Michael Cohen, Trump’s former lawyer and fixer, reports to federal prison

Michael Cohen, Trump’s former lawyer and fixer, reports to federal prison

Published
Michael Cohen testifying before the House Oversight Committee, February 27, 2019, (Photo ©2019 Doug Christian/TMN)
Michael Cohen testifying before the House Oversight Committee, February 27, 2019, (Photo ©2019 Doug Christian/TMN)

THE WHITE HOUSE — Michael Cohen, President Donald Trump’s former personal lawyer and fixer, arrived at a federal prison in upstate New York late Monday morning to begin serving a 3-year sentence for campaign finance violations and tax evasion.

Cohen is serving his sentence at the federal prison in Otisville, N.Y., which caters to the needs of Jewish inmates, offering Passover seders in the prison cafeteria, religious classes and Shabbat services. Otisville is located about 70 miles northwest of Manhattan.

Cohen pleaded guilty to arranging hush-money payments totaling over a quarter of a million dollars just days before the November 2016 presidential election to two women with whom Trump is alleged to have had affairs. Trump denies having an affair with either of the women, adult film actress Stormy Daniels (a.k.a Stephanie Clifford) and former Playboy model Karen McDougal.

Cohen admitted in federal court in Manhattan that he had paid the hush money “in coordination and at the direction of Individual-1.” Individual-1 is widely understood to be the president.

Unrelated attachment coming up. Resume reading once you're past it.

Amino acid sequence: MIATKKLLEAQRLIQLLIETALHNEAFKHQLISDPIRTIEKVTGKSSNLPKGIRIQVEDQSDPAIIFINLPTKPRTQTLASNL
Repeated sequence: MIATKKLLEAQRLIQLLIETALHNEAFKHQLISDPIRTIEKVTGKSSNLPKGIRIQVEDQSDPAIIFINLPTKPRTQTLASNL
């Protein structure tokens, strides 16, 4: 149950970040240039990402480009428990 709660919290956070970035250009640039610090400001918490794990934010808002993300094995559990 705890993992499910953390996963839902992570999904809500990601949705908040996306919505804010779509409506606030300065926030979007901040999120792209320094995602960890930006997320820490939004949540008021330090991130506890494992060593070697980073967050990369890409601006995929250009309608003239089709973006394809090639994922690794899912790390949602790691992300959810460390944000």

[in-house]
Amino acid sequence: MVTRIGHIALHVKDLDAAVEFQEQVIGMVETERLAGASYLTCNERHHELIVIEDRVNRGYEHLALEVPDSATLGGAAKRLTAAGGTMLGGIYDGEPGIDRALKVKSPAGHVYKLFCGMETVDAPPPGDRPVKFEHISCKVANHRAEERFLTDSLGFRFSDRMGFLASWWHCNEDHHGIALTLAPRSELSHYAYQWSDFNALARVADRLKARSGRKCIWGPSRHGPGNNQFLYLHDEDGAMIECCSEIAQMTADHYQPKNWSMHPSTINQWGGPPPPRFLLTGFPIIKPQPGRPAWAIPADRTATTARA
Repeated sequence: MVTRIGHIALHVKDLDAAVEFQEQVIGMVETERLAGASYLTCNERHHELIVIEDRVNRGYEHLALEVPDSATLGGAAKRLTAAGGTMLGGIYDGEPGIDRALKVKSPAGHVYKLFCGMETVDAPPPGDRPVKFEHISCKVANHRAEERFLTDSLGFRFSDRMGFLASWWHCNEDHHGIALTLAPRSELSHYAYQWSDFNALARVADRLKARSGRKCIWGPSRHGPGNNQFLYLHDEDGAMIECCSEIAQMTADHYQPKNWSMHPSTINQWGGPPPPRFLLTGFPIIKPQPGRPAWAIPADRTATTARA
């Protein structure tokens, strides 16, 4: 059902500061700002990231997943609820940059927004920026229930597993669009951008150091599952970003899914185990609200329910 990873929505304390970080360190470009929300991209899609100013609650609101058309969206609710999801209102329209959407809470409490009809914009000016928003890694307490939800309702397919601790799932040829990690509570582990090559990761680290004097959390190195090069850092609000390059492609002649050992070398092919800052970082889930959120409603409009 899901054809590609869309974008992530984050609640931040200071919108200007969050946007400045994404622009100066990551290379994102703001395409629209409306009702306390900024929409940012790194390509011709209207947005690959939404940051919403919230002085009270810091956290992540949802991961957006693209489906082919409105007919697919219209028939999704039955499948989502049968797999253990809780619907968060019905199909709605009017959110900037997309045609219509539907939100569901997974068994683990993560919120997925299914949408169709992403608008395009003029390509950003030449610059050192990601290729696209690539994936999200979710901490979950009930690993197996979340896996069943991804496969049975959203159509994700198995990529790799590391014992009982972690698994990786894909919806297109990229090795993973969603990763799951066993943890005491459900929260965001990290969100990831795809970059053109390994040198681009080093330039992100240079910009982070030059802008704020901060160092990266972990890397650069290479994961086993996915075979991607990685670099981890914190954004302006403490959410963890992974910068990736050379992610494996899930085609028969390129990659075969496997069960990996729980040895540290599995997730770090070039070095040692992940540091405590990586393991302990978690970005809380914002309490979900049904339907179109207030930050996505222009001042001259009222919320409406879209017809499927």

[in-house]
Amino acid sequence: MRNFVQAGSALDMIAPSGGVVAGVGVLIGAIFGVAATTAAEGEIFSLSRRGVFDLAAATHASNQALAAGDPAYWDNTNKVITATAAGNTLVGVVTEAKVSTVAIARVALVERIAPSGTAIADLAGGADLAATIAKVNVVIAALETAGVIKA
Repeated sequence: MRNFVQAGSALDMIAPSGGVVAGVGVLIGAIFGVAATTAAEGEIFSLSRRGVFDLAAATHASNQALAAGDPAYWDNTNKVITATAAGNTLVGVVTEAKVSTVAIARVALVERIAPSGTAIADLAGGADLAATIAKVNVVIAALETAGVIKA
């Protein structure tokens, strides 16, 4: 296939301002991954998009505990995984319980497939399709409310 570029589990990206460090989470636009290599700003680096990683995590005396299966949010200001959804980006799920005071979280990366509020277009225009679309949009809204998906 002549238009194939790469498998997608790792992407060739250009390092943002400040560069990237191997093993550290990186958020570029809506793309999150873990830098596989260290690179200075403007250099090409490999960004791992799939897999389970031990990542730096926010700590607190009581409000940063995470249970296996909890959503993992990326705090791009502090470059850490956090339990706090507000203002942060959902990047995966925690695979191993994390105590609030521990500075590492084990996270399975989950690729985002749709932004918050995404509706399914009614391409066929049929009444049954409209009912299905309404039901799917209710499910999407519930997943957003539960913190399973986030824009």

Late in 2018, Cohen met multiple times with federal prosecutors and in the Southern District of New York and in the office of  Special Counsel Robert S. Mueller III. Last December, Trump  called Cohen a “rat” on Twitter  even though the lawyer had been so loyal to his client that Cohen famously told Vanity Fair that he “would take a bullet for the president.”

In February, Cohen testified publicly before the House Oversight Committee, where he displayed evidence of knowledge of the payments by the president and Donald Trump Jr. with copies of signed checks.

Cohen followed up his public congressional testimony with three closed-door sessions.

Speaking to reporters Monday morning outside his residence at Trump Park Avenue in Manhattan, Cohen lamented, “I hope that when I rejoin my family and friends that the country will be in a place without xenophobia, injustice and lies at the helm of our country.” He added, “There still remains much to be told, and I look forward to the day that I can share the truth.”

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